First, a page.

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NEWS | April 17, 2018

Army Reserve Soldiers sharpen disaster response skills

By Sgt. 1st Class Brent Powell 76th Operational Response Command

When a national disaster of devastating proportions strikes, overwhelming local and state authorities and resources, those in desperate need of life-saving support look to a special group of Soldiers for assistance; heroes who constantly stand at the ready to respond, save lives and prevent suffering.

That elite group of warriors consist of more than 1000 Army Reserve Soldiers from Task Force 76, 76th Operational Response Command who have the training, skills, and capabilities to mobilize and provide much needed assistance at a moments notice. The Task Force Soldiers have recently been busy honing their crucial life-saving skills and putting their capabilities to the test here as part of exercise Vibrant Response 18.

The annual 10-day exercise is designed to test the capabilities of specific Task Force units such as chemical, medical, military police, search and rescue personnel and engineers to respond, react to and provide support to state and local authorities in the event of a National disaster requiring federal response.

“Exercise Vibrant Response is focused on readiness, which is Lt. Gen. Luckey’s (Lt. Gen. Charles D. Luckey, chief of the U.S. Army Reserve and commanding general, U.S. Army Reserve Command) and my highest priority,” said Maj. Gen. A.C. Roper, commanding general, 76th Operational Response Command and commander of Task Force 76. “This exercise is really a team sport with many different military and civilian entities coming together to provide realistic and challenging training for our chemical response forces to improve and enhance both the unit and individual Soldiers skill sets.”

The events within VR18 include a command post exercise featuring realistic venues and hundreds of civilian role-players, as well as sophisticated computer simulations to replicate a demanding disaster environment.

During the course of the exercise, the Task Force 76 Soldiers practice search and rescue missions, conduct casualty extractions and mass casualty decontamination operations during both daylight and nighttime hours. Medical teams conduct patient evaluations, treatments and evacuations, while others carry out a variety of supply missions via air and ground.

“Exercise like this are extremely valuable to the Task Force because it allows us to train in a fully immersed multi-echelon training environment,” said Army Reserve Col. Doug Mills, chief of staff, Task Force 76, 76th ORC. “We conduct this training with either actual interagency players that we coordinate and synchronize our operations with or role-players for those agencies, and that is crucial.”

VR18 tests the Task Force Soldiers every step of the way from the initial alert and mobilizing of Soldiers at their home station, to getting to the event location, going through the reception and integration processes, receiving and setting up their gear and then transitioning into operations as quickly as possible.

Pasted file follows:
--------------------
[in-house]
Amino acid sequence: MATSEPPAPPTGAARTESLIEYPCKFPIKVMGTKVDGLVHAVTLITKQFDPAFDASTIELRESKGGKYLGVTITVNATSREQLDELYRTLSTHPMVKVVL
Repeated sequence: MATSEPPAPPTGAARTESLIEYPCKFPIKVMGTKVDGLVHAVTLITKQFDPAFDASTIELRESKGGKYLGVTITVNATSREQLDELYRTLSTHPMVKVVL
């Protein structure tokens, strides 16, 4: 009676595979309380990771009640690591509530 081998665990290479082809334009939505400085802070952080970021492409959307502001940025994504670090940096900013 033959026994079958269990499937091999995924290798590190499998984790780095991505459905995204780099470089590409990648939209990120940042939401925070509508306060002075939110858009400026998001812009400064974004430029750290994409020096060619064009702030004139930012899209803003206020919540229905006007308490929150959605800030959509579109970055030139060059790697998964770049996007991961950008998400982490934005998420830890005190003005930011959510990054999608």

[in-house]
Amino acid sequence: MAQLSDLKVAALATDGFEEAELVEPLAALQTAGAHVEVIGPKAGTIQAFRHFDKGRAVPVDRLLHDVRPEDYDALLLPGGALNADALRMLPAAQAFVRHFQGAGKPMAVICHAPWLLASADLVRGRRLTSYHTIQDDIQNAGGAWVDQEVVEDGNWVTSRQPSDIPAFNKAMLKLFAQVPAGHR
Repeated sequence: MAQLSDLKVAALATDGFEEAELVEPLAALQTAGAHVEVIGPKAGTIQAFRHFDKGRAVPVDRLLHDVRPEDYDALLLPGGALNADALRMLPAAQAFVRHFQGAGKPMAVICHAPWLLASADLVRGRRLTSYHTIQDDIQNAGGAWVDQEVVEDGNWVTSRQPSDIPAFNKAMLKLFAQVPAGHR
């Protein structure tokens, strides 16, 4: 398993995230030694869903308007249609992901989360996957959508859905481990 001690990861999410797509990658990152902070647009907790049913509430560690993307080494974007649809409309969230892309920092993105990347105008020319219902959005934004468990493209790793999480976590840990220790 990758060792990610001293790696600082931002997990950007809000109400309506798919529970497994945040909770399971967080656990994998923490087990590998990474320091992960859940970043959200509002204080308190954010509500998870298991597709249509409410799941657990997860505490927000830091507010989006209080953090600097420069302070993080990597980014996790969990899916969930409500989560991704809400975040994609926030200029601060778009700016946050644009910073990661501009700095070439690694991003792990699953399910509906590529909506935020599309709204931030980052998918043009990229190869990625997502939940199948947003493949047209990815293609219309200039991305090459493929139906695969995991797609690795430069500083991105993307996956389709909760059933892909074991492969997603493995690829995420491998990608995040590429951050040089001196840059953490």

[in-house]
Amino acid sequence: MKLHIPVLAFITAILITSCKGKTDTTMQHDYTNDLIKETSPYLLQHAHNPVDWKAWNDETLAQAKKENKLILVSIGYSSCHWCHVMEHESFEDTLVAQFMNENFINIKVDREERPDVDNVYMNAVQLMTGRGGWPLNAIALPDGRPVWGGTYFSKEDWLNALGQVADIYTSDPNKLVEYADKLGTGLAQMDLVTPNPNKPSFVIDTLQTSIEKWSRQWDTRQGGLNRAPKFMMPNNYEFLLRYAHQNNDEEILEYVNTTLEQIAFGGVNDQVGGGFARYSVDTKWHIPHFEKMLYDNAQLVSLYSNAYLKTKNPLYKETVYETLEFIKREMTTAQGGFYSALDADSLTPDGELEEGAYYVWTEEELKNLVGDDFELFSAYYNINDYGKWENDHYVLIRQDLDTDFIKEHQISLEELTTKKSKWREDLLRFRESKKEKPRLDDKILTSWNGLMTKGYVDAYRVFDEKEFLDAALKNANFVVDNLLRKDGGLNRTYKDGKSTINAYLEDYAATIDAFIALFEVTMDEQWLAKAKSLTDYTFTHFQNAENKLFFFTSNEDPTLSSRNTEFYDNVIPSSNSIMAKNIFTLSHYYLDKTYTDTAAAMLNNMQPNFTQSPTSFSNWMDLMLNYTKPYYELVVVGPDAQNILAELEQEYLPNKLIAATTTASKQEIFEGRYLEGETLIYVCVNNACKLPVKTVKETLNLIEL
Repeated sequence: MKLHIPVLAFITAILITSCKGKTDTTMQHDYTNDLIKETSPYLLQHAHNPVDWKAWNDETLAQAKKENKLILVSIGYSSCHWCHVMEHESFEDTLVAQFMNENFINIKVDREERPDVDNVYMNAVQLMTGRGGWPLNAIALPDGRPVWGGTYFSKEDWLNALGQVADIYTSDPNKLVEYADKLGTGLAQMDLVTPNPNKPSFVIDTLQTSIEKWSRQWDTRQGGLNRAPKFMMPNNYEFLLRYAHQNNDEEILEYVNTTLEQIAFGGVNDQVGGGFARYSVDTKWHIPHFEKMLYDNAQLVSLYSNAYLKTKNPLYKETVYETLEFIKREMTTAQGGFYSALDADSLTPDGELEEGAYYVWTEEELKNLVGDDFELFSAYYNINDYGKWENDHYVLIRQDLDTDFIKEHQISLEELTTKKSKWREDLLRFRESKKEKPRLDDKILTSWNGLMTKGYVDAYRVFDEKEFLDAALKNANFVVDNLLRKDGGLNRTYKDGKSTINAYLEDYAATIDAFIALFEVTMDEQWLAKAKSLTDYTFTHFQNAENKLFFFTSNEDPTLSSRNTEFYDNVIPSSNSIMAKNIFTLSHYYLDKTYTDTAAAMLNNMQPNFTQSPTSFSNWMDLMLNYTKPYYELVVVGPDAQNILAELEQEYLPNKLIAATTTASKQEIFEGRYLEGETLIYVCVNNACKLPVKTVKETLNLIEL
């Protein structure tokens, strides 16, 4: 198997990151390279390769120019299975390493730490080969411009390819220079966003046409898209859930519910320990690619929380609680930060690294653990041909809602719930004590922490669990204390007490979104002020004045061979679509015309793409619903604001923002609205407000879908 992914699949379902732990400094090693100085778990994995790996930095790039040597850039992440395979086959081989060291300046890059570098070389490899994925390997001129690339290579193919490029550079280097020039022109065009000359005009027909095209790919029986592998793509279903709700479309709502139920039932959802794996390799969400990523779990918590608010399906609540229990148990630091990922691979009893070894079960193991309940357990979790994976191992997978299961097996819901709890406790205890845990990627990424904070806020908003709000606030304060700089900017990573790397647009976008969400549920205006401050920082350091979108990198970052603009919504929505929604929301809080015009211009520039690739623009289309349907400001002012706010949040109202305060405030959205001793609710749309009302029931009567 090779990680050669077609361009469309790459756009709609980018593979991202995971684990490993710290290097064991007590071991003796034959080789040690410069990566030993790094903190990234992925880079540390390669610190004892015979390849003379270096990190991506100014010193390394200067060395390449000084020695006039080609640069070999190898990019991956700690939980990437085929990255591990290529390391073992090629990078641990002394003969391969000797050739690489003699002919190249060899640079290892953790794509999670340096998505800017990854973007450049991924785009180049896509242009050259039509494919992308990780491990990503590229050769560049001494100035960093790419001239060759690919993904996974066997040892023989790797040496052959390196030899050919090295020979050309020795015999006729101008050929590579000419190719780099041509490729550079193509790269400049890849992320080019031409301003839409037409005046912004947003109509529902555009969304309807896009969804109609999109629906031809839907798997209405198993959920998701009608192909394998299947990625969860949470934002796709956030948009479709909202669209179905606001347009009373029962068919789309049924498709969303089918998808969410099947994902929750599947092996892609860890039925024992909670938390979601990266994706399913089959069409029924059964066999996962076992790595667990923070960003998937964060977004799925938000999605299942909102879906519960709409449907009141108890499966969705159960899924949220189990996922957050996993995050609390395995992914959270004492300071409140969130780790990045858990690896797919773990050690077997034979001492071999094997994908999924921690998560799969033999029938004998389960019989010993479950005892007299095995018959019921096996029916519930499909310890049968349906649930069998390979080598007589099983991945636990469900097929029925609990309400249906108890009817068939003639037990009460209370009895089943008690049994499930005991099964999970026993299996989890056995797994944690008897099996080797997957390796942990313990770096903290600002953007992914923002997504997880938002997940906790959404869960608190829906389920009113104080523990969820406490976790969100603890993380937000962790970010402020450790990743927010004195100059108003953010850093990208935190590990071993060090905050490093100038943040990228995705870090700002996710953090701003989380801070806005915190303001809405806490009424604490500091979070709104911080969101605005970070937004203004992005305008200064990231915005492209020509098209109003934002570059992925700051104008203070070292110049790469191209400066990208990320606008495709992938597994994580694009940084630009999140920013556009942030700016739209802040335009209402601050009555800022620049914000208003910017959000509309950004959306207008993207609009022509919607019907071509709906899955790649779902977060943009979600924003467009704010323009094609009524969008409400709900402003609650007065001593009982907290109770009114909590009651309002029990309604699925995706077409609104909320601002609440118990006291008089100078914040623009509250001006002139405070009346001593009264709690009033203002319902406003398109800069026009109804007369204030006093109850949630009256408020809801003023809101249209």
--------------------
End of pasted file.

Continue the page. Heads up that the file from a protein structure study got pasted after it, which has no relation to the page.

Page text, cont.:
“The unique thing that we bring to the fight is our life-saving capabilities, so the faster we can get our life-saving forces there, the more lives we can save,” said Mills. “We use exercises like Vibrant Response to help us sharpen the edge of the knife on our standard operating procedures and get better at what we do, because literally our response time equals lives saved.”

One of the many Soldiers directly responsible for saving lives during the exercise was Army Reserve Staff Sgt. Robert Johnson, noncommissioned officer-in-charge of non-ambulatory decontamination operations, 414th Chemical Company, 457th Chemical Battalion, 415th Chemical Brigade, 76th ORC. “I think the exercise is going really well,” he said. “It is giving our young Soldiers some good hands-on experience working a decontamination line, and working with the medics. Also, having the role-players involved makes this training just about as real as possible.”

“I’m really enjoying being here and learning how everything works together during decontamination,” said Private 1st Class Mani Wallace, a Chemical, Biological, Radiological and Nuclear (CBRN) specialist and native of Columbia, South Carolina assigned to the 414th Cm. Co., 457th Cm. Bn., 415th Cm. Brig., 76th ORC. “I feel like having this experience will better prepare me if something like this happens in the real world.”

Whether it’s performing technical search and rescue operations, providing premier medical care, running 24-hour decontamination operations, or getting critical supplies into the hands of the needy, the Soldiers of Task Force 76 have demonstrated time and time again during this exercise that they are ready and capable to respond if the Nation calls.

“I want the American people to know that these Soldiers are America’s best and brightest,” said Roper. “They are committed to a cause that is greater than themselves and they have responded admirably to an extensive list of training and readiness requirements during this exercise. The bottom line is, this homeland response mission is a no fail mission. We are responsible for responding to National disasters and saving the lives of American citizens, and nothing has a higher priority than that.”